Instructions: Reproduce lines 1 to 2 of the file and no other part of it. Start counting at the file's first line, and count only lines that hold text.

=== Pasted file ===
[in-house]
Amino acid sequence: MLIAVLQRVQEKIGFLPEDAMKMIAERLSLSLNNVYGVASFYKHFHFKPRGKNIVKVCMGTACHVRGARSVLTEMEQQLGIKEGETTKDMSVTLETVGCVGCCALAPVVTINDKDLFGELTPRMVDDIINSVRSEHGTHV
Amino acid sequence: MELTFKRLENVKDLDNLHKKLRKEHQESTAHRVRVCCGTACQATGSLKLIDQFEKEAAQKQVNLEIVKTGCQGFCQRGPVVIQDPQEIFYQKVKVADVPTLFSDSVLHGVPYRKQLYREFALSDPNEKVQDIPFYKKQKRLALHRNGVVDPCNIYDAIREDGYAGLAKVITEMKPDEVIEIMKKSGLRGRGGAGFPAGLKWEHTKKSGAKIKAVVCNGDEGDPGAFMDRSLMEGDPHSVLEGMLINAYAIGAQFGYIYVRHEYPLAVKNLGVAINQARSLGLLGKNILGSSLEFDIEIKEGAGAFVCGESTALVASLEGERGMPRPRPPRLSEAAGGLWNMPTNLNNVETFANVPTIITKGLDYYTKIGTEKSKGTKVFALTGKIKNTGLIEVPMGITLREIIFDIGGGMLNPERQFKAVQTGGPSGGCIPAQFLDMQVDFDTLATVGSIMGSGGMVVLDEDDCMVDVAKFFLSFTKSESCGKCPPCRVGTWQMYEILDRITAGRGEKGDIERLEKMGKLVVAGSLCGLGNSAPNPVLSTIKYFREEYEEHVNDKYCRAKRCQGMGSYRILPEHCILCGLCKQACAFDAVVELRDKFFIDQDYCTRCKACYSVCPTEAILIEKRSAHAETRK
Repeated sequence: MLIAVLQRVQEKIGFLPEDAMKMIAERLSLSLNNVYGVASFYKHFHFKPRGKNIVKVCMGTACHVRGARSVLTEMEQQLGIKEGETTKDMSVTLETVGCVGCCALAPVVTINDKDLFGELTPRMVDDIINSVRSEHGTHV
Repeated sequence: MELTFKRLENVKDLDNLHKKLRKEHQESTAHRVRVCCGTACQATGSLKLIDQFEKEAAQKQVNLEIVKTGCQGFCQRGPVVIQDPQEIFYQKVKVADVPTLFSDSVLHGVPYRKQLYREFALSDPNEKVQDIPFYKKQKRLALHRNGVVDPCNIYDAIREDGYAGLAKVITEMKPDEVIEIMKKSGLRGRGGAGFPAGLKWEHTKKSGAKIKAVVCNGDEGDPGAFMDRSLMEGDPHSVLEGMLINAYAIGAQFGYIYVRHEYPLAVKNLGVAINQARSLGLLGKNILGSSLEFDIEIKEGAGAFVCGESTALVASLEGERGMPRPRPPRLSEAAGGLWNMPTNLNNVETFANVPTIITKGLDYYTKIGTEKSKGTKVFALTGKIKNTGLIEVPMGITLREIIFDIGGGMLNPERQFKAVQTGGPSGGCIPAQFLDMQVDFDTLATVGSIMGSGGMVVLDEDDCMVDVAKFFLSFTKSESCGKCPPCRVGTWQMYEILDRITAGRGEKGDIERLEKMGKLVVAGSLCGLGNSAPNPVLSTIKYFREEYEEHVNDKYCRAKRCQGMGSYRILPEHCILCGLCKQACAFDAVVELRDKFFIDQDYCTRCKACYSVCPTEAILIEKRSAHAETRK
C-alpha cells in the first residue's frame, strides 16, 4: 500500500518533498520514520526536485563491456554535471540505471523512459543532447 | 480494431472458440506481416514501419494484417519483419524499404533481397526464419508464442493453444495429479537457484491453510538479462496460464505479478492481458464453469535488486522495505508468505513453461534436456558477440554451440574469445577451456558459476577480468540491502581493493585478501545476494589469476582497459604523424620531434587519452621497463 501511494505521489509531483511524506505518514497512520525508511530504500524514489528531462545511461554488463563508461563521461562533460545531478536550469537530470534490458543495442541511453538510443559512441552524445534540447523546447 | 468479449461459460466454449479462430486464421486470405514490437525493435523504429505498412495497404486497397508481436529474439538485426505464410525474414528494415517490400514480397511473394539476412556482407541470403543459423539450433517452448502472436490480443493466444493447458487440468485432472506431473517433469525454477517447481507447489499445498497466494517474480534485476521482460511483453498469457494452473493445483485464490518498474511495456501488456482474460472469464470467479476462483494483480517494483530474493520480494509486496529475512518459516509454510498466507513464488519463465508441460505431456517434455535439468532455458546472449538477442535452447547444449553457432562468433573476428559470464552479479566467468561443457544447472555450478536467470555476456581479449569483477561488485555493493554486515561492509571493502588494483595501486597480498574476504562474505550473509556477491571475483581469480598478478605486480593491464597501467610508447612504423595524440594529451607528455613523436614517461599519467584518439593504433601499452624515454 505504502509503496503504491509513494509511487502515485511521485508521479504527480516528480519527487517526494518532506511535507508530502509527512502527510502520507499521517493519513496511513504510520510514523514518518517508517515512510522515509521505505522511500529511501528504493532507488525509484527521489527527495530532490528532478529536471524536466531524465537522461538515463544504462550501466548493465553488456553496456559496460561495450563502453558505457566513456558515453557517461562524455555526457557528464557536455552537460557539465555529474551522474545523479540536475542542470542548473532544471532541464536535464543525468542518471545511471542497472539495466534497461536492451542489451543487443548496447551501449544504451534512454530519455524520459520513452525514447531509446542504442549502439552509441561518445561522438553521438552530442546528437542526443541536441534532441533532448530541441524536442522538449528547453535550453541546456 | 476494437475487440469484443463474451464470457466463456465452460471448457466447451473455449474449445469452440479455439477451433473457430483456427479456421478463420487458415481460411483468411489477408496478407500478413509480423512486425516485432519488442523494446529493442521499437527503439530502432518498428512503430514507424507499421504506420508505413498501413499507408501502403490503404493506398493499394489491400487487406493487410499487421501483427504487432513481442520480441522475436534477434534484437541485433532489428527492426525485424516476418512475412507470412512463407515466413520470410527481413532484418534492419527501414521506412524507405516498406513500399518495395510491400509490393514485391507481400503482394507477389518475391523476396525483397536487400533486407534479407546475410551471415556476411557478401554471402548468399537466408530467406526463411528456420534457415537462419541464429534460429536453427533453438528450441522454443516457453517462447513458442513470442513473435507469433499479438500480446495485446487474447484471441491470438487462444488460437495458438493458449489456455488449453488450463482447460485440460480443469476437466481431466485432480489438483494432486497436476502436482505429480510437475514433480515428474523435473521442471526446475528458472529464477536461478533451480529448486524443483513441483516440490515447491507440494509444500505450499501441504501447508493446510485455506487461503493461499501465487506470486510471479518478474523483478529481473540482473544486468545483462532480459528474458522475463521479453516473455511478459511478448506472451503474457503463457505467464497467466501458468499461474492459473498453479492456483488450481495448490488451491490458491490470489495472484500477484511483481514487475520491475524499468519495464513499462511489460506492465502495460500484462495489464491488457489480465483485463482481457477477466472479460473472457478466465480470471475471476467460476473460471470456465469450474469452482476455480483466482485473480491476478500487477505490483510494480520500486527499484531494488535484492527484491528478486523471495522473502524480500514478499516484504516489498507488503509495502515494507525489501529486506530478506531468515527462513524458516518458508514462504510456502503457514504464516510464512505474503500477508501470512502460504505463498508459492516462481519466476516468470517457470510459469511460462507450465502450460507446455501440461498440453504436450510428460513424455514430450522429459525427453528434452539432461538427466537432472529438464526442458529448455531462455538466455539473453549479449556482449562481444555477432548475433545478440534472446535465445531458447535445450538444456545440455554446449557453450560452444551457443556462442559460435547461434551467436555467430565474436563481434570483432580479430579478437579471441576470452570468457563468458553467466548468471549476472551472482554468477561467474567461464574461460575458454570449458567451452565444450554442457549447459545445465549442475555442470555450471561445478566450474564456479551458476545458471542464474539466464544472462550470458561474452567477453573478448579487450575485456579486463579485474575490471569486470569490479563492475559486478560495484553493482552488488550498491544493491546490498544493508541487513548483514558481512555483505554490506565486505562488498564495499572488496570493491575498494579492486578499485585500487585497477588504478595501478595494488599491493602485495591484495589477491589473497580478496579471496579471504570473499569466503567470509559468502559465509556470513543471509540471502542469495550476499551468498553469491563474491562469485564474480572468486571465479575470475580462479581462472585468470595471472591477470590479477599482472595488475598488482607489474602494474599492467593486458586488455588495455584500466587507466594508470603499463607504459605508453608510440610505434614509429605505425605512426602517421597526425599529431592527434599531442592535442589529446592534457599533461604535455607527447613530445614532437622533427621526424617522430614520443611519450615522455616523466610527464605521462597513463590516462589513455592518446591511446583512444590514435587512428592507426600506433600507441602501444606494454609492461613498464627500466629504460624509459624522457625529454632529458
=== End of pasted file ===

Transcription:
[in-house]
Amino acid sequence: MLIAVLQRVQEKIGFLPEDAMKMIAERLSLSLNNVYGVASFYKHFHFKPRGKNIVKVCMGTACHVRGARSVLTEMEQQLGIKEGETTKDMSVTLETVGCVGCCALAPVVTINDKDLFGELTPRMVDDIINSVRSEHGTHV